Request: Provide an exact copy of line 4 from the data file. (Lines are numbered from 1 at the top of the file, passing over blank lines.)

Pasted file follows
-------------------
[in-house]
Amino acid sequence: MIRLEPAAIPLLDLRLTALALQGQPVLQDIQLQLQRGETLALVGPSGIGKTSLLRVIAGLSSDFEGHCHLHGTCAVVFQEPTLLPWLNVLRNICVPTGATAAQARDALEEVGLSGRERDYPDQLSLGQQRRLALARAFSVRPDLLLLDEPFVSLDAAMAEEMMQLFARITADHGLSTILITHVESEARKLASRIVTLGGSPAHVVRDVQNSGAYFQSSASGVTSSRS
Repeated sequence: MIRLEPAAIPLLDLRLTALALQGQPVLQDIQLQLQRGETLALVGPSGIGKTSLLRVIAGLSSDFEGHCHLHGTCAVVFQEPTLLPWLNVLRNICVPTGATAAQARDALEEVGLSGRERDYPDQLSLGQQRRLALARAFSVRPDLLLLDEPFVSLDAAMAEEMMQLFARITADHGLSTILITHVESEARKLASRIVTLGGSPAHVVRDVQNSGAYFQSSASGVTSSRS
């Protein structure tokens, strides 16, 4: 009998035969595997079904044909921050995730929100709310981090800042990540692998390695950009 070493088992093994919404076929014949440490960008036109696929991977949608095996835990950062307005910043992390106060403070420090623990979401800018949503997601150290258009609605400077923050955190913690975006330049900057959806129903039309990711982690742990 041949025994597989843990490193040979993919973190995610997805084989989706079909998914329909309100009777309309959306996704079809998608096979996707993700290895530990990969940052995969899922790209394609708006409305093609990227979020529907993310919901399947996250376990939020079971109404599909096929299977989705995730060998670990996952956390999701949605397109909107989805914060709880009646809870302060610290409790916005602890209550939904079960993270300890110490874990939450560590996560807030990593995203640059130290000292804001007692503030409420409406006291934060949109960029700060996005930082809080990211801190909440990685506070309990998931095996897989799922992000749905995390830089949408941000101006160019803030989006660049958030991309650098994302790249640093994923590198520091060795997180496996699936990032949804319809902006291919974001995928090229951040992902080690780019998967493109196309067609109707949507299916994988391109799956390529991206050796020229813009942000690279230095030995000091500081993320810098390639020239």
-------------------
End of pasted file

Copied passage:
């Protein structure tokens, strides 16, 4: 009998035969595997079904044909921050995730929100709310981090800042990540692998390695950009 070493088992093994919404076929014949440490960008036109696929991977949608095996835990950062307005910043992390106060403070420090623990979401800018949503997601150290258009609605400077923050955190913690975006330049900057959806129903039309990711982690742990 041949025994597989843990490193040979993919973190995610997805084989989706079909998914329909309100009777309309959306996704079809998608096979996707993700290895530990990969940052995969899922790209394609708006409305093609990227979020529907993310919901399947996250376990939020079971109404599909096929299977989705995730060998670990996952956390999701949605397109909107989805914060709880009646809870302060610290409790916005602890209550939904079960993270300890110490874990939450560590996560807030990593995203640059130290000292804001007692503030409420409406006291934060949109960029700060996005930082809080990211801190909440990685506070309990998931095996897989799922992000749905995390830089949408941000101006160019803030989006660049958030991309650098994302790249640093994923590198520091060795997180496996699936990032949804319809902006291919974001995928090229951040992902080690780019998967493109196309067609109707949507299916994988391109799956390529991206050796020229813009942000690279230095030995000091500081993320810098390639020239």